President Donald Trump’s unexpected suggestion Friday that he might rely on military force to deal with Venezuela’s pressing political crisis was an astonishing statement that strained not only credulity but also the White House’s hard-won new friendships in Latin America.
“I’m not going to rule out a military option,” Trump declared to reporters in Bedminster, N.J. “This is our neighbor. We’re all over the world, and we have troops all over the world, in places that are very, very far away. Venezuela is not very far away, and the people are suffering, and they’re dying.”
Flanked by Secretary of State Rex Tillerson and U.S. Ambassador to the United Nations Nikki Haley, whose faces betrayed some worry, Trump mentioned potential military action unprompted, almost in passing. But his pronouncement will almost certainly not be taken so cavalierly by regional allies the White House had painstakingly and successfully wooed to its side on Venezuela.
By raising the specter of military involvement, Trump appeared to ignore Latin America’s years of weary experience with CIA-backed regime toppling. Countries in the region have not so easily forgotten.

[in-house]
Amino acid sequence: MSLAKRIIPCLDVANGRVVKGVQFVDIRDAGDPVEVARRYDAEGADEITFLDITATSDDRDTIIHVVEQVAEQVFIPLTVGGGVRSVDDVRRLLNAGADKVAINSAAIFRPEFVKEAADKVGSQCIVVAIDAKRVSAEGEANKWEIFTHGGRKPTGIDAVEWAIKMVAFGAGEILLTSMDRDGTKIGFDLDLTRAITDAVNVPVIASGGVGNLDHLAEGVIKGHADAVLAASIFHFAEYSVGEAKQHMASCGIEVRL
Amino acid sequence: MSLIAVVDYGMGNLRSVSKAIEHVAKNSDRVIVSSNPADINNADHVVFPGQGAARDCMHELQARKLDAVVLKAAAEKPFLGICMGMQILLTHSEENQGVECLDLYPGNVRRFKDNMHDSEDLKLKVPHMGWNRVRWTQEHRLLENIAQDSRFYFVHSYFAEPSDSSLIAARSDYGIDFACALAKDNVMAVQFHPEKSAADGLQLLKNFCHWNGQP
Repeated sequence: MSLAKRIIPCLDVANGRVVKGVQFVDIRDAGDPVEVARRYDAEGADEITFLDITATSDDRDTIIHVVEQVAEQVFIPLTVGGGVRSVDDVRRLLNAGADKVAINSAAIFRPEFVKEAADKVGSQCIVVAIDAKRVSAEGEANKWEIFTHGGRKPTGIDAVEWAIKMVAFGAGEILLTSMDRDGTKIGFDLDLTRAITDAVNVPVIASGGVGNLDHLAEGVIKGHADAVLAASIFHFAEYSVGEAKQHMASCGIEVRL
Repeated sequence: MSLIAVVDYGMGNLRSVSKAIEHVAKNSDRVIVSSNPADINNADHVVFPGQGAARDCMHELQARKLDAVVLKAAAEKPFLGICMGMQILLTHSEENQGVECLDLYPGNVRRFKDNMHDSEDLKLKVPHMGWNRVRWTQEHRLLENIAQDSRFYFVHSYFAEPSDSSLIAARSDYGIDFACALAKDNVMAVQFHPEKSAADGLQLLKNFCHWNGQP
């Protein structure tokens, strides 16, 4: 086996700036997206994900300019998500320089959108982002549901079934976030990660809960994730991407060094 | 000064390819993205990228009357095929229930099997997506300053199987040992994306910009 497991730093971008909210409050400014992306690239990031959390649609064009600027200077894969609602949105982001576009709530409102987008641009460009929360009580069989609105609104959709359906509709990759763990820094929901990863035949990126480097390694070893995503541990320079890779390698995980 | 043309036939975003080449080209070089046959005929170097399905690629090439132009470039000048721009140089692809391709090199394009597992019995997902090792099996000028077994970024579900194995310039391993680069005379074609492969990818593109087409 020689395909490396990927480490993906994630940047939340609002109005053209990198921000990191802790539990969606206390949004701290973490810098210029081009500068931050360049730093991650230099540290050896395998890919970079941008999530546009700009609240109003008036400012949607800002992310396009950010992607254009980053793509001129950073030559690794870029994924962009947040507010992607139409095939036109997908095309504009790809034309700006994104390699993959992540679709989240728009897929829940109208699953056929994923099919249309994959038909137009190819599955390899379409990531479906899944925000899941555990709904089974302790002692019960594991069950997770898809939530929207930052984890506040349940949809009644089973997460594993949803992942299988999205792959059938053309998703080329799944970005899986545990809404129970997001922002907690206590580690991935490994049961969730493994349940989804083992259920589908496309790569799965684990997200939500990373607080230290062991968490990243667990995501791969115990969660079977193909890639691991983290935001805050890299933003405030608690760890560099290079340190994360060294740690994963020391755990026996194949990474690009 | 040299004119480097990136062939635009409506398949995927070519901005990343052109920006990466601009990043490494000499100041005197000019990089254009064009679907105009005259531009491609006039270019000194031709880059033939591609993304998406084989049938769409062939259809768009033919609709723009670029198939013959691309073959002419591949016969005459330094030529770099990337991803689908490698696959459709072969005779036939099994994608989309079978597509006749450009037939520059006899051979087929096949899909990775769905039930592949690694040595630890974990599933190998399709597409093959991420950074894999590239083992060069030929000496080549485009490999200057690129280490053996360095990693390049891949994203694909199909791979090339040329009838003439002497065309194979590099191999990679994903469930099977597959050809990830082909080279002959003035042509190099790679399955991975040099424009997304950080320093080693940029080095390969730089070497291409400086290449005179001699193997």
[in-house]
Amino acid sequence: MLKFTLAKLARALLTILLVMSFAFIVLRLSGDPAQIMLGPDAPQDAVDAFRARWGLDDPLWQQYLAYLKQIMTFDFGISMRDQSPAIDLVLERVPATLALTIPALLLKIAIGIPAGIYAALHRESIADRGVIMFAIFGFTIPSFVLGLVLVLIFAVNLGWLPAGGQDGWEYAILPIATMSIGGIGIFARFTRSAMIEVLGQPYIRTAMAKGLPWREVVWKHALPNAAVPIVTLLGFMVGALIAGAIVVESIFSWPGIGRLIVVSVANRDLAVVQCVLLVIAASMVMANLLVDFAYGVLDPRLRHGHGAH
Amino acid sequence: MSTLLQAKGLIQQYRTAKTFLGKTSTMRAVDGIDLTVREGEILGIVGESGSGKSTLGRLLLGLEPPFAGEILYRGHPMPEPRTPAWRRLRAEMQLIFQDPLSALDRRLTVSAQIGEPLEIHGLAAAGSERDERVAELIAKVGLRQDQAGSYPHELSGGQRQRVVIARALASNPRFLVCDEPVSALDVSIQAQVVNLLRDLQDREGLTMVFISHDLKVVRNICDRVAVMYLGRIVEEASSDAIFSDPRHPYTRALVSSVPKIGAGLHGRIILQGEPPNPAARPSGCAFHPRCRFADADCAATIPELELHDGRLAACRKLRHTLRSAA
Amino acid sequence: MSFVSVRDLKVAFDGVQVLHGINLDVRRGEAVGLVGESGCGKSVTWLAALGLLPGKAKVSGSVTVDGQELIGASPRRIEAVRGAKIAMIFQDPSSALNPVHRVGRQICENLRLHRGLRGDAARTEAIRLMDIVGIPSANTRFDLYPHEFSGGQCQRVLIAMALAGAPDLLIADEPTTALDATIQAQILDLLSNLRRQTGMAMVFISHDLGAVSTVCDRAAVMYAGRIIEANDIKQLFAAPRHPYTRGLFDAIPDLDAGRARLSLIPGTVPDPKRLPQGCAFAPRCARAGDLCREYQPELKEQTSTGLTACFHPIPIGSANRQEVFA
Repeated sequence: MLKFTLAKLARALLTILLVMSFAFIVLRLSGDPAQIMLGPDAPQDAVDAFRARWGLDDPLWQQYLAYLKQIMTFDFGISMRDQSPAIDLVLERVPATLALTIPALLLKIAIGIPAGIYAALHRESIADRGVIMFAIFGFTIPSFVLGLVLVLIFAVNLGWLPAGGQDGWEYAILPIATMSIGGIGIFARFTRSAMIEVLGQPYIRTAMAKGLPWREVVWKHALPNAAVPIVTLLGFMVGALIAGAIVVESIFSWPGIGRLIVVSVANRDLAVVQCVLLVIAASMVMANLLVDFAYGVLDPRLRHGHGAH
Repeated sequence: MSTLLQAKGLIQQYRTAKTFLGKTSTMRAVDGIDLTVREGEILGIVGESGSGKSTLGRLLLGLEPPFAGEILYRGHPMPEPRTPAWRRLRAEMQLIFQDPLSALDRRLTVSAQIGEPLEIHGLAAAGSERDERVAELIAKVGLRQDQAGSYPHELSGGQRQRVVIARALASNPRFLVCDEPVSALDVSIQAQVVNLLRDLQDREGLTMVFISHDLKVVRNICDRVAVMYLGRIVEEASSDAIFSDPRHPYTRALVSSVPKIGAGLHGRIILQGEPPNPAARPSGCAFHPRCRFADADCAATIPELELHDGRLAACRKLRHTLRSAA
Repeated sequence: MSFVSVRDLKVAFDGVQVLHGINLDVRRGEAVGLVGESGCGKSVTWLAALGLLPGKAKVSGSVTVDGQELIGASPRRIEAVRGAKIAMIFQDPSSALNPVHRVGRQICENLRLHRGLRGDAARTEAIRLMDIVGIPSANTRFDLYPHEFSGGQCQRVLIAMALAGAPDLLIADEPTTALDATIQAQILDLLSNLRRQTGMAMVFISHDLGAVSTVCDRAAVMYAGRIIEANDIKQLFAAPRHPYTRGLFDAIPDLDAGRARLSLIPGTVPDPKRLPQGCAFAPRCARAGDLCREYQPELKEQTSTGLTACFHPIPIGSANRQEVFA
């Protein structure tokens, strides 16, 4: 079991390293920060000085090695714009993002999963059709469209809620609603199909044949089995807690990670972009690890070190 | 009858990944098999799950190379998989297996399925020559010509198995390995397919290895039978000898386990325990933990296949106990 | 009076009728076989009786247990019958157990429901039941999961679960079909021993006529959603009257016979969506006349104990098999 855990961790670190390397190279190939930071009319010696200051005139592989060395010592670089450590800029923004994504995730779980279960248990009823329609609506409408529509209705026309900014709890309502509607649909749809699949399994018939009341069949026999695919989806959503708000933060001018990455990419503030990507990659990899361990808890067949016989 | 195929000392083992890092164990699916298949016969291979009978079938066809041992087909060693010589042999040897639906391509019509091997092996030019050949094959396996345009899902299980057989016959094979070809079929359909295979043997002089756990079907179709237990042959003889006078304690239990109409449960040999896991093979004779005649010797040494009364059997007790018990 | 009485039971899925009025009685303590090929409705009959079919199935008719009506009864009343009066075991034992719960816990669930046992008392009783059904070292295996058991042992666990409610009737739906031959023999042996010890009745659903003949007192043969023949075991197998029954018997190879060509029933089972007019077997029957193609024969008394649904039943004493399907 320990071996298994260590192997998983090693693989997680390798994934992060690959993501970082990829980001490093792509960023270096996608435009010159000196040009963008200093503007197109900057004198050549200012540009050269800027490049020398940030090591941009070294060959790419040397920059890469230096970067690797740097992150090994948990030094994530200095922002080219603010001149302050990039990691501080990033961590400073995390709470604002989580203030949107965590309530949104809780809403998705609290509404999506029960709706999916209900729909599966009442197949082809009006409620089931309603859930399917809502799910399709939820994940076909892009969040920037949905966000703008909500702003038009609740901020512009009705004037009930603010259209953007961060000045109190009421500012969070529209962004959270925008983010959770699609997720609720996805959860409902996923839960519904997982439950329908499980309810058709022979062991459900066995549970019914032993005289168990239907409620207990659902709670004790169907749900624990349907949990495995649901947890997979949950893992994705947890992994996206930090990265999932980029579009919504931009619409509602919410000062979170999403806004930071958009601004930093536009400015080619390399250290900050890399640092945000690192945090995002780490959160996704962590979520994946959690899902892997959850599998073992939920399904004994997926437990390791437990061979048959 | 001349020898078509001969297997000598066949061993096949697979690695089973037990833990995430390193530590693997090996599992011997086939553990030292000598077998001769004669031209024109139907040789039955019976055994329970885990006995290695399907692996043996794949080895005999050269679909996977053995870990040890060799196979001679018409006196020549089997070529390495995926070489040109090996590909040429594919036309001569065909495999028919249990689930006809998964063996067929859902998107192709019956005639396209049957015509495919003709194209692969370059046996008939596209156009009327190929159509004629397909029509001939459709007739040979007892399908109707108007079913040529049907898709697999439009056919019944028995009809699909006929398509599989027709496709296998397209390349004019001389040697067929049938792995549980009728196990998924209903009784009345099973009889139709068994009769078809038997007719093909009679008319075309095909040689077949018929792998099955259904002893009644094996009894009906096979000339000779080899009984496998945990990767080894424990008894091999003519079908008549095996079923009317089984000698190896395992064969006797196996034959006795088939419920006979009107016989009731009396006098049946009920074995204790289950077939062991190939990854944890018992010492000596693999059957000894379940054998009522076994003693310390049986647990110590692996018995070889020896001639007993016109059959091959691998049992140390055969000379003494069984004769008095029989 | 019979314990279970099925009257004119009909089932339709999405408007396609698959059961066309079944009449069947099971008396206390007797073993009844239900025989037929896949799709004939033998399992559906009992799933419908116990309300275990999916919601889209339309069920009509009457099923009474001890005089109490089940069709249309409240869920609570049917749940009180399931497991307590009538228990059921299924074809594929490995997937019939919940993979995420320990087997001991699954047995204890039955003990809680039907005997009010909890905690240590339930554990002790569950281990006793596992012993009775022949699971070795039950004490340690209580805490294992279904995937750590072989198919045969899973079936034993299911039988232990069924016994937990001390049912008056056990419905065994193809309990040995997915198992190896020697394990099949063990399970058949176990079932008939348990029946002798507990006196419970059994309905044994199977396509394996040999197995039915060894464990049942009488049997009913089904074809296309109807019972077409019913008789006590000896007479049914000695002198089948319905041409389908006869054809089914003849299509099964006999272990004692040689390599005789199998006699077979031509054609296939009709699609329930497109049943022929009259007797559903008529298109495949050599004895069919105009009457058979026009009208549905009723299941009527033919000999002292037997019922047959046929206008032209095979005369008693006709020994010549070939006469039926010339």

And so, analysts uniformly agreed Friday night: Trump’s threat of an unpopular military action can only set back diplomatic efforts to isolate Venezuelan President Nicolás Maduro.
“His temperate approach over the past few weeks has helped build a regional coalition that was very vocal in denouncing and putting pressure on the Venezuelan government,” said Christopher Sabatini, a Columbia University international relations and policy lecturer. “By sounding off now, he has really made it much more difficult for Latin American governments to adhere to what is seen as the U.S. position.
“He’s also, of course, tapped — I think unwittingly — into this deep, deep, legitimate worry and fear of U.S. intervention. This…